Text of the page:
A Journal of Poetry and Kindred Prose

Martin Ott

is a former U.S. Army interrogator; now he works as a writer and editor in Los Angeles and still finds himself asking a lot of questions.

He has published stories in over a dozen magazines and has optioned three screenplays.

His poetry has appeared in over fifty magazines and anthologies, including The Adirondack Review, Stone Table Review, The Valparaiso Poetry Review, and Xconnect. He has been nominated for a Pushcart Prize and his manuscript Magician’s Heaven has been a finalist or semi-finalist for a half dozen different poetry prizes. His chapbook Misery Loves was published by Red Dancefloor Press.

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Whale Holes and Belly Buttons

My neighbor vacuumed his lawn,
a tattoo of a dragon on his forearm,

a tea-towel tied to his waist,
begonias shimmying at the blow-hole.

He vacuumed to clean dew drops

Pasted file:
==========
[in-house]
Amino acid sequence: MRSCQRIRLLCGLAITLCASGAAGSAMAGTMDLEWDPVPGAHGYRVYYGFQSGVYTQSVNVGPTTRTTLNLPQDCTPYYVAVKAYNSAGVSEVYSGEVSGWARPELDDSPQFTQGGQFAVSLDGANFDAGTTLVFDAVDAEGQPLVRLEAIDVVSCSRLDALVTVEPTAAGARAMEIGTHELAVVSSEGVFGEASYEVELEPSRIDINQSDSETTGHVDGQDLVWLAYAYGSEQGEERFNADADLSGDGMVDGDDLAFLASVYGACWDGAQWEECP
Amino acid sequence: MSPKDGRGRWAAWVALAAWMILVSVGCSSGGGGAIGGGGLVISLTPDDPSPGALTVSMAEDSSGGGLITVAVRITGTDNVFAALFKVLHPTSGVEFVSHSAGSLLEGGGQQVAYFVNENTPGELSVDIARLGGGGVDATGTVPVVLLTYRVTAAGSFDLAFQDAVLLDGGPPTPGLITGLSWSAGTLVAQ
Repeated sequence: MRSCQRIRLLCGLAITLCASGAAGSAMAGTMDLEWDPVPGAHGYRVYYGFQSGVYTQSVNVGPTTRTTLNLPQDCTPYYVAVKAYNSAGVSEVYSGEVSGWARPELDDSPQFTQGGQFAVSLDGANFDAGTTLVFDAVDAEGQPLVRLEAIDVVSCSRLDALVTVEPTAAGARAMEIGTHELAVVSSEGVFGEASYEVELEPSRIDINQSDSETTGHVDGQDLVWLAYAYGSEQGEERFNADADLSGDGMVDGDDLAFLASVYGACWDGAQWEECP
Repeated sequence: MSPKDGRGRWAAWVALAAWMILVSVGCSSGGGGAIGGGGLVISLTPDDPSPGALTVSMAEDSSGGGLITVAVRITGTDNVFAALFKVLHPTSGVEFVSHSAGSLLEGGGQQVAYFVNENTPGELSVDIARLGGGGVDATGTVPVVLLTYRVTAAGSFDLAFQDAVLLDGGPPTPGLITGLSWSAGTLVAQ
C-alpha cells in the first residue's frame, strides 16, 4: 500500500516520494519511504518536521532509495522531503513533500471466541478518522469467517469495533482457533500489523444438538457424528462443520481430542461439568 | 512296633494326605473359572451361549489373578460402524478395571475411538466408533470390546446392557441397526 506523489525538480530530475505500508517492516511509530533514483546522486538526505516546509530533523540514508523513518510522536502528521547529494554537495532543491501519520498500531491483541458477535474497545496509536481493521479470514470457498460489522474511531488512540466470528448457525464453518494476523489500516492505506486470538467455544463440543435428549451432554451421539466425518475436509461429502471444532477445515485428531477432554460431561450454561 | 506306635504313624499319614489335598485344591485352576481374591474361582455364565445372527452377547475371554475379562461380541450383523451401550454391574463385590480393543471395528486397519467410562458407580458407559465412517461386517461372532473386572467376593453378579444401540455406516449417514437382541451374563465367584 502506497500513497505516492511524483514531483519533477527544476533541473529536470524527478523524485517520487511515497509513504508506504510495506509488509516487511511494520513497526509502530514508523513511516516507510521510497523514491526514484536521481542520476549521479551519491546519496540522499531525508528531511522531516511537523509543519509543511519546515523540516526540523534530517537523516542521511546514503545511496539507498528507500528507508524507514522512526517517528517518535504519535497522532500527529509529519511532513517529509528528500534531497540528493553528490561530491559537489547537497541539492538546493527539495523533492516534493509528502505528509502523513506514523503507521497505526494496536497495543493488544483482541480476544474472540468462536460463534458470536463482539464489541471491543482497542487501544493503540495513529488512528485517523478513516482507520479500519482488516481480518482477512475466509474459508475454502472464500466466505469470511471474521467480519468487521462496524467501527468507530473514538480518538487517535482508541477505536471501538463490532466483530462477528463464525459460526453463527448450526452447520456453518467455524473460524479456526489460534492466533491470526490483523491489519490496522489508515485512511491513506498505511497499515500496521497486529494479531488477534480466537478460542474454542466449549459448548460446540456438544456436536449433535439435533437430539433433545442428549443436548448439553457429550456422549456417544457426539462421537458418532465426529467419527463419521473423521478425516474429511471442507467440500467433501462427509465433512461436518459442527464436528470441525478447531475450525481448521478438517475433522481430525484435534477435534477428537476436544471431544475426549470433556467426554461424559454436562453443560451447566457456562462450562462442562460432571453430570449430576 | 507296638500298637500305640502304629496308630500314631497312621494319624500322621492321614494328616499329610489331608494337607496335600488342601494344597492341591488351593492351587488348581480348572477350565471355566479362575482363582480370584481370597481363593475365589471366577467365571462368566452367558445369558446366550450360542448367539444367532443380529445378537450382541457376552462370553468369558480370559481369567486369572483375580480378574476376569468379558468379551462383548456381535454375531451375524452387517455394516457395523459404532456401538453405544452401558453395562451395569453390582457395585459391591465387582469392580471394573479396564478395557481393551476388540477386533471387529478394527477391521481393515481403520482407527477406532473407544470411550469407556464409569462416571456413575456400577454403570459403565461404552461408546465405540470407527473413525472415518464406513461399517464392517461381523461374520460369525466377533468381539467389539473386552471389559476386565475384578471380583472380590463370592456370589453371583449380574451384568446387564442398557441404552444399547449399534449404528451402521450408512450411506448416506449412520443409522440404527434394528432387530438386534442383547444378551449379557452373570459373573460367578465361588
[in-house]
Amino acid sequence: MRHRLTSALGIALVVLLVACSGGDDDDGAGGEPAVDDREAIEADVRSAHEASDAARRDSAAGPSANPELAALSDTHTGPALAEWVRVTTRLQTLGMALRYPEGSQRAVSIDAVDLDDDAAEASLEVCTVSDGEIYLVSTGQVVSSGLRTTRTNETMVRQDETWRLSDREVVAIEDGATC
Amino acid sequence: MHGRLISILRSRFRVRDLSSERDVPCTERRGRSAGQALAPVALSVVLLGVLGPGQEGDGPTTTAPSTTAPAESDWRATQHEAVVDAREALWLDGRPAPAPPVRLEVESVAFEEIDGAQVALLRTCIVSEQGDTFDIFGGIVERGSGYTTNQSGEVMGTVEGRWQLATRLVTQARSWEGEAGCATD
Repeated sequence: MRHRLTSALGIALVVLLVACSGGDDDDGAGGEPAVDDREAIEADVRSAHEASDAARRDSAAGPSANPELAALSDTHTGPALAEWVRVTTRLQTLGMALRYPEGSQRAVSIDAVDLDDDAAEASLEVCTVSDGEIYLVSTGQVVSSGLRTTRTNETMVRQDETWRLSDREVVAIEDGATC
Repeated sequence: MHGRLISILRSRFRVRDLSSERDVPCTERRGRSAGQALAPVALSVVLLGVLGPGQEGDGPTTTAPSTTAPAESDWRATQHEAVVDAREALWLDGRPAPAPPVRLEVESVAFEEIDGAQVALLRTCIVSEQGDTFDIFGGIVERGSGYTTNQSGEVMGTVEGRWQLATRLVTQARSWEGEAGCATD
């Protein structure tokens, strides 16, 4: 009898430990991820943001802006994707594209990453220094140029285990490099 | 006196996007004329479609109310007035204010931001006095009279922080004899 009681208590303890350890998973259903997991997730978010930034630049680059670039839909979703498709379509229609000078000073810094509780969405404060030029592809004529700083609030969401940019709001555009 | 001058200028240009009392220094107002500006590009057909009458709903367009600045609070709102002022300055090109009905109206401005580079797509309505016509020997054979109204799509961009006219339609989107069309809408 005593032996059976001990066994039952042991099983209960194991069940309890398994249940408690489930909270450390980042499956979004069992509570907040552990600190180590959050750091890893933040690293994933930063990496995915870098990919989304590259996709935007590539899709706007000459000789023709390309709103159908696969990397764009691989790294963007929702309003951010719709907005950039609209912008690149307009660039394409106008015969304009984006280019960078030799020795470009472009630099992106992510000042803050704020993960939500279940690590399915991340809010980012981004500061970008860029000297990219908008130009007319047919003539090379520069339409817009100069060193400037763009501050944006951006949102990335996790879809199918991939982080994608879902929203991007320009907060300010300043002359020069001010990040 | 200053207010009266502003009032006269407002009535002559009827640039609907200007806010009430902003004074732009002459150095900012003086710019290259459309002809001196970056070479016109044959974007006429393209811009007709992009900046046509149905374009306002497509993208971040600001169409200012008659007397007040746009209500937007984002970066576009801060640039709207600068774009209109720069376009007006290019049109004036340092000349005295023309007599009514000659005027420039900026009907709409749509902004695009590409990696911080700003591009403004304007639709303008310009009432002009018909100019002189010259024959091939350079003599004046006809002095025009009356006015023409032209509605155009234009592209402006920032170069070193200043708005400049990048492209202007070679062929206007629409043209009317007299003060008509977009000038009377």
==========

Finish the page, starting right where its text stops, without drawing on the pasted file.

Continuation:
from the rye stalks and petal camisoles.

He vacuumed full-skirted lavender
and snails retreating into shells.

He vacuumed rose hips when hungry
and grass backs when his loneliness

drew him into the darkness for a smoke
to stare at his wife’s yellow garden.

He vacuumed because she told him
she’d return the day he regained control

but there was nothing he could do
to eradicate the swear words and car

exhaust, let alone her fearful sobs
that he would one day suck her whole.

He vacuumed chestnut husks in roof gutters
and nursery rhymes over the hedgerows,

imagining the children that might have been,
the hexagon light in his cigarette end.

One day he disappeared and it was
rumored that he vacuumed himself.